Lee Maracle’s most recent book is a collection of oratories delivered and performed by the author over a 20-year period. In indigenous culture, oratories are speeches given to transmit knowledge and values preserved through generations. Maracle’s style of oratory is unique to the Coast Salish people, and the Stó:lo people in particular.
One of Canada’s most prolific and active aboriginal writers and thinkers, Maracle touches on the importance of memory as a way to understand the culture of Canada’s indigenous people. Her oratories are philosophical, gutsy, and entrenched in personal and political history. In “Salmon Is the Hub of Salish Memory,” Maracle connects death of the salmon with the tragedy of 9/11 to illustrate how the natural world is connected to human pain and tragedy. Elsewhere, she pays homage to other indigenous writers and their work, and honours feminist tradition and indigenous spirituality. Memory Serves is political, eco-critical, and environmental, as well as being feminist and historical.
The book is similar to Thomas King’s The Inconvenient Indian, but more philosophical and less geared toward western sensibilities. The oratories force the reader to adjust to the weaving, circular indigenous way of storytelling and conveying meaning, which results in a work that is less accessible and straightforward than King’s, and written for an audience that may already have some familiarity with indigenous culture and history.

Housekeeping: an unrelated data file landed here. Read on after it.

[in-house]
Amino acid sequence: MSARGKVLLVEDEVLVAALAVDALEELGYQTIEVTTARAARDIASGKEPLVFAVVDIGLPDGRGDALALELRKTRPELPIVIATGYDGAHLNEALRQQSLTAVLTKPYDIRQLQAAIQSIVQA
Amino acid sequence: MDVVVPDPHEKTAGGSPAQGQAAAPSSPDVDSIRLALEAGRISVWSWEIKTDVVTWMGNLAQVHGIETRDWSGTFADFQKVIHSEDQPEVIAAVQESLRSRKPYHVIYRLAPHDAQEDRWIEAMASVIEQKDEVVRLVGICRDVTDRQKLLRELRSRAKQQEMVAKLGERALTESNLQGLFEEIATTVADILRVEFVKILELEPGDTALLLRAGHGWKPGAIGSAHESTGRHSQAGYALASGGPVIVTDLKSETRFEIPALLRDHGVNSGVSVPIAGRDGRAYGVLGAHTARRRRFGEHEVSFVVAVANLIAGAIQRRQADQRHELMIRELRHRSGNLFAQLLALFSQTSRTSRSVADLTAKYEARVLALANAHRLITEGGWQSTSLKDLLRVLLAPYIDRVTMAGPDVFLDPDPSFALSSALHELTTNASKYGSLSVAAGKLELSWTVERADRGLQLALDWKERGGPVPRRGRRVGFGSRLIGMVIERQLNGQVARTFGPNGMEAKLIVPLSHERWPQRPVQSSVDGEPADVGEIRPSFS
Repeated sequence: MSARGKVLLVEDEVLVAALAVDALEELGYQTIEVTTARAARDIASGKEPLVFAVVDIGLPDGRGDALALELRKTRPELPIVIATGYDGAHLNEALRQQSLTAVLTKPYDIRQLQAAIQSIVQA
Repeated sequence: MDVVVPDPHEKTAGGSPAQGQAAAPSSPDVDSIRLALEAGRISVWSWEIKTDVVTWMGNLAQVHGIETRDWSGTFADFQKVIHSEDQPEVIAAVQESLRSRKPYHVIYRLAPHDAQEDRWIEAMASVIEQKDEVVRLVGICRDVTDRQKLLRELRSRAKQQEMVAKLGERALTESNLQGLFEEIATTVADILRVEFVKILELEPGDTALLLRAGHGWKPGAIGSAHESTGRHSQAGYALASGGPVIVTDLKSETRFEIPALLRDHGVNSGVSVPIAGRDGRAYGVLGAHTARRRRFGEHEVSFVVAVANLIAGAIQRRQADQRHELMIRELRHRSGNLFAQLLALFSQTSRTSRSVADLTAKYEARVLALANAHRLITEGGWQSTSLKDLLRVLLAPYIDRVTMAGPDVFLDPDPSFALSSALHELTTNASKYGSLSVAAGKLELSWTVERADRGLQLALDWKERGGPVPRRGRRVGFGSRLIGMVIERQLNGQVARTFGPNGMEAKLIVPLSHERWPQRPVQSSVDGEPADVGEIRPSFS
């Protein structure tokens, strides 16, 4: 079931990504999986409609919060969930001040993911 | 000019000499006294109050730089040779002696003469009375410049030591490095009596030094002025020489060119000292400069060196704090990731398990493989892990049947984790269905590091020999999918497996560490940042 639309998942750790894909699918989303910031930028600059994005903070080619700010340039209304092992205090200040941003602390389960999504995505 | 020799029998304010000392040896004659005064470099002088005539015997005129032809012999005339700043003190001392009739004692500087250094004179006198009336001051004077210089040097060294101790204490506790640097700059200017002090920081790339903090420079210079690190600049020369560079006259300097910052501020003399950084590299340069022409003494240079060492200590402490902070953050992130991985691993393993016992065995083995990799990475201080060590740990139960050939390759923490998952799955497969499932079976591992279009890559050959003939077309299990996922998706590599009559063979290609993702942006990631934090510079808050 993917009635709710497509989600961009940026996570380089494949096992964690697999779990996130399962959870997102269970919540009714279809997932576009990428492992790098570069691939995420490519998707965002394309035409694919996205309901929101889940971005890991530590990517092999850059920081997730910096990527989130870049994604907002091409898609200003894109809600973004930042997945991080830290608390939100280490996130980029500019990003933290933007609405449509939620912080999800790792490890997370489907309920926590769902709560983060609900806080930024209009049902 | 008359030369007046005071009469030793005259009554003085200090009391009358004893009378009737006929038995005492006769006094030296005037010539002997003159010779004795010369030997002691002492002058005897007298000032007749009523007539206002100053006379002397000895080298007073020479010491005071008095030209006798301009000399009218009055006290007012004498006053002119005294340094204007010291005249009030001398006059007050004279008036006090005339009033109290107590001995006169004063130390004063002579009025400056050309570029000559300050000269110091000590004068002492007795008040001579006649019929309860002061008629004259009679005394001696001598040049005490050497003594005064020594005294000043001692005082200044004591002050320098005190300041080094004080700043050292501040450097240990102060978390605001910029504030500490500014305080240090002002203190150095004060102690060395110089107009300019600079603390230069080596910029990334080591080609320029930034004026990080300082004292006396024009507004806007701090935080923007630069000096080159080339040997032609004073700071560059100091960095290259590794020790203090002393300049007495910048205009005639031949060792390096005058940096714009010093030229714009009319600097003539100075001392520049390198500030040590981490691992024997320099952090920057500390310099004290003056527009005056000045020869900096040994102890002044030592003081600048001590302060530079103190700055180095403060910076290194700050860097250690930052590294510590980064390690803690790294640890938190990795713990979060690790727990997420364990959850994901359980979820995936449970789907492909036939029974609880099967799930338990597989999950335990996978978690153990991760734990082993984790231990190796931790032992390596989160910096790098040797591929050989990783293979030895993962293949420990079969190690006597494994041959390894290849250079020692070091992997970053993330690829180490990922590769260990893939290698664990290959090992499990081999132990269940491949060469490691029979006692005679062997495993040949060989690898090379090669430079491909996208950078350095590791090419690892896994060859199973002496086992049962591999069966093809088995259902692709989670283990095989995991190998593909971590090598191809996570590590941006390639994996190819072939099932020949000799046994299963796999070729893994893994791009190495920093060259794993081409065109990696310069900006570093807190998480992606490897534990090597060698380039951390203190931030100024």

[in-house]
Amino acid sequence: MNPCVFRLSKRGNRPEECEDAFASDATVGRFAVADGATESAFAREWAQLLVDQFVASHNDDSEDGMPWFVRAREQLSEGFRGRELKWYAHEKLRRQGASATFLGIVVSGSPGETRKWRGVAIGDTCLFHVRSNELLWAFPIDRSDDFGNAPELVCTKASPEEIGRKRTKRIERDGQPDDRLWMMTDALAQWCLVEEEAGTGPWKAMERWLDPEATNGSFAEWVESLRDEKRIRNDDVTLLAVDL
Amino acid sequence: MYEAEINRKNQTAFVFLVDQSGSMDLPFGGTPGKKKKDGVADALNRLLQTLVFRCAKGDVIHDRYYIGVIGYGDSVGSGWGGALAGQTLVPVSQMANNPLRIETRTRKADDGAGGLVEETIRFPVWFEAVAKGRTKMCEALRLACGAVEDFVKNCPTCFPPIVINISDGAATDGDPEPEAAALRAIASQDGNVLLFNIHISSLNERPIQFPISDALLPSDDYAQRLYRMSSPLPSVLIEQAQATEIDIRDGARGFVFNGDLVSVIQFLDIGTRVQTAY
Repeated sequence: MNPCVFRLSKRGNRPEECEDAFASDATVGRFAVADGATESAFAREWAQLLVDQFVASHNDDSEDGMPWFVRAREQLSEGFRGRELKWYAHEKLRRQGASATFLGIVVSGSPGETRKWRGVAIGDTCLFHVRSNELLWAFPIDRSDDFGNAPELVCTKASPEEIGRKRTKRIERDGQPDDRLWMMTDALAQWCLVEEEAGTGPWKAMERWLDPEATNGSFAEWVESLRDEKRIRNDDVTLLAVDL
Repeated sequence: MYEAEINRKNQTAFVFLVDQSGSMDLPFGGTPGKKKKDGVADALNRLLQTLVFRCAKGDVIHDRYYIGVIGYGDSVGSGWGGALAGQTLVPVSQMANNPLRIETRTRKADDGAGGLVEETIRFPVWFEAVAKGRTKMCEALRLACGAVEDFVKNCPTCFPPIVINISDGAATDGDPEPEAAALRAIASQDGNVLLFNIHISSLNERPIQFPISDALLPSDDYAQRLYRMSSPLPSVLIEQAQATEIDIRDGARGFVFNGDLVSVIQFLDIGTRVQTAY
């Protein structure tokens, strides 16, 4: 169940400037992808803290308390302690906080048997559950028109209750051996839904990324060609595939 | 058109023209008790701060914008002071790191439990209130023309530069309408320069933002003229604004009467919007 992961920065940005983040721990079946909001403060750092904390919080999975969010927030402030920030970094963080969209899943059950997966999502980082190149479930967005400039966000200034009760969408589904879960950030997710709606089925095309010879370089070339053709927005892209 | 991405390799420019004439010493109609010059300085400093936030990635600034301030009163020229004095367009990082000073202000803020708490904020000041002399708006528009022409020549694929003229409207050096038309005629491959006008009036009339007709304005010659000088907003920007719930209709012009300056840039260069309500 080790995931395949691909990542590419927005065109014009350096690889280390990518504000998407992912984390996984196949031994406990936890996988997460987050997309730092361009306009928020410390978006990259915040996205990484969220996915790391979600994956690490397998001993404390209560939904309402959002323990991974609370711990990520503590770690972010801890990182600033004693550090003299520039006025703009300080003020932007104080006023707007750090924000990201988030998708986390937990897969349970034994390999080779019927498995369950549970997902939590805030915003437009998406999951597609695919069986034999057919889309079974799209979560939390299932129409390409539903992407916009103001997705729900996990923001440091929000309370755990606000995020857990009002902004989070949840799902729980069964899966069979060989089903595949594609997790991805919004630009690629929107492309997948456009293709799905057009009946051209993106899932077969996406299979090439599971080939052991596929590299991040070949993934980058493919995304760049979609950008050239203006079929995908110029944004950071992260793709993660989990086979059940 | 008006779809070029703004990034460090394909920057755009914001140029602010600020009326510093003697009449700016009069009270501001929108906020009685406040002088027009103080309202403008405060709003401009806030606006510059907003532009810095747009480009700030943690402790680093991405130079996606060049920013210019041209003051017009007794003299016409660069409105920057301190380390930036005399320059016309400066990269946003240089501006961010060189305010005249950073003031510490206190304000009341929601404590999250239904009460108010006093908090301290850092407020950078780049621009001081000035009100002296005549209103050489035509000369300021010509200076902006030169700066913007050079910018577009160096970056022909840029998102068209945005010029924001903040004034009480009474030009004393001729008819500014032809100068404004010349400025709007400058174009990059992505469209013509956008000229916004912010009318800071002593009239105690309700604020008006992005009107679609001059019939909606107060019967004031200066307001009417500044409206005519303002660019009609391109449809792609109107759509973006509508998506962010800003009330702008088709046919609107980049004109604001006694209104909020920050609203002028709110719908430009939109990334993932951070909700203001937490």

But Maracle’s collection is a powerful showcase of her work, and would be a worthy addition to any university indigenous studies course. The topics she covers, the approaches she employs, and the strength of her language highlight the reasons the author has been a driving force in Canadian aboriginal culture for decades. Memory Serves adds to the vital canon of Canadian aboriginal literature.